Smart Low-Frequency Antennas for Army Robots Shrink Their Size Past the Chu-Wheeler Limit

Actively-matched antenna systems offer three times the bandwidth of passive antennas while taking up minimal room.

Gareth Halfacree
a month agoRobotics / Communication

The US Army Research Laboratory and the University of Michigan have released a paper demonstrating a technique for shrinking antennas used for robot control — without, they claim, sacrificing performance.

“Conventional impedance matching techniques with passive components — such as resistors, inductors and capacitors — have a fundamental limit, known as the Chu-Wheeler limit, which defines a bound for the maximum achievable bandwidth-efficiency product for a given antenna size," explains Army researcher Dr. Fikadu Dagefu of the teams' work. "In general, low-frequency antennas are physically large, or their miniaturized counterparts have very limited bandwidth and efficiency, resulting in higher power requirement."

The solution: A modular active circuit applied to a highly-miniaturised and efficient antenna, which the researchers claim is capable of overcoming the Chu-Wheeler performance limit. "This miniature, actively matched antenna," Dr. Juhon Choi says, "enables the integration of power-efficient, low-frequency radio systems on compact mobile agents such as unmanned ground and aerial vehicles."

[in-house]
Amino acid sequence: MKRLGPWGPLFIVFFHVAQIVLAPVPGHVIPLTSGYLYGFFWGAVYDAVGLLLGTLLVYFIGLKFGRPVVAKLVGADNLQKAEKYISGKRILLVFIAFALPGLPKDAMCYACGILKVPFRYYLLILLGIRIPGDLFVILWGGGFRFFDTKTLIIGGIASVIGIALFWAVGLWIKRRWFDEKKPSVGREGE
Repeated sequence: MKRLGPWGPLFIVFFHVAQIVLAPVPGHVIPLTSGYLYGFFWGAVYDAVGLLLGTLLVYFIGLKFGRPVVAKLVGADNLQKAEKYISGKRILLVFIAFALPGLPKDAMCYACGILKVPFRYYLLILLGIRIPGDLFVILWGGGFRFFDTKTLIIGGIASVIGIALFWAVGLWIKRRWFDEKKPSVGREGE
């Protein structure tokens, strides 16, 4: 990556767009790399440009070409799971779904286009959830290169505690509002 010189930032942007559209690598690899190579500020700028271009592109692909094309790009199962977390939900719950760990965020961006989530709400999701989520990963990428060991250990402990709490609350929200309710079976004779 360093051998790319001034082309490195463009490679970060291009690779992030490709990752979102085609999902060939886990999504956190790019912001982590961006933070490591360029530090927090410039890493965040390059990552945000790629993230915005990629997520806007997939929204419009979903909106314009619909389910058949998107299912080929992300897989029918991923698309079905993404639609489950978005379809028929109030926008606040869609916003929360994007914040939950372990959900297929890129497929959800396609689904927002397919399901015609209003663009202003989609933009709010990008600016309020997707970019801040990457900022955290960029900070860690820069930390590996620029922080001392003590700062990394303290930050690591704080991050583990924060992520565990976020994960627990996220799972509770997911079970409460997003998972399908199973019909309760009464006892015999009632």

"We integrated the developed antenna on small, unmanned ground vehicles and demonstrated reliable, real-time digital video streaming between UGVs [Uncrewed Ground Vehicles], which has not been done before with such compact low-frequency radio systems," adds Dr. Dagefu. "By exploiting this technology, the robotic agents could coordinate and form teams, enabling unique capabilities such as distributed on-demand beam-forming for directional and secure battlefield networking."

“This technology is ripe for future development and transition to our various partners within the Army. We are optimistic that with the integration of aspects of our heterogeneous networking research, this technology will further develop and will be integrated into future Army communications systems."

The paper has been published under closed-access terms in the journal IEEE Transactions on Antennas and Propagation.

Gareth Halfacree
Freelance journalist, technical author, hacker, tinkerer, erstwhile sysadmin. For hire:
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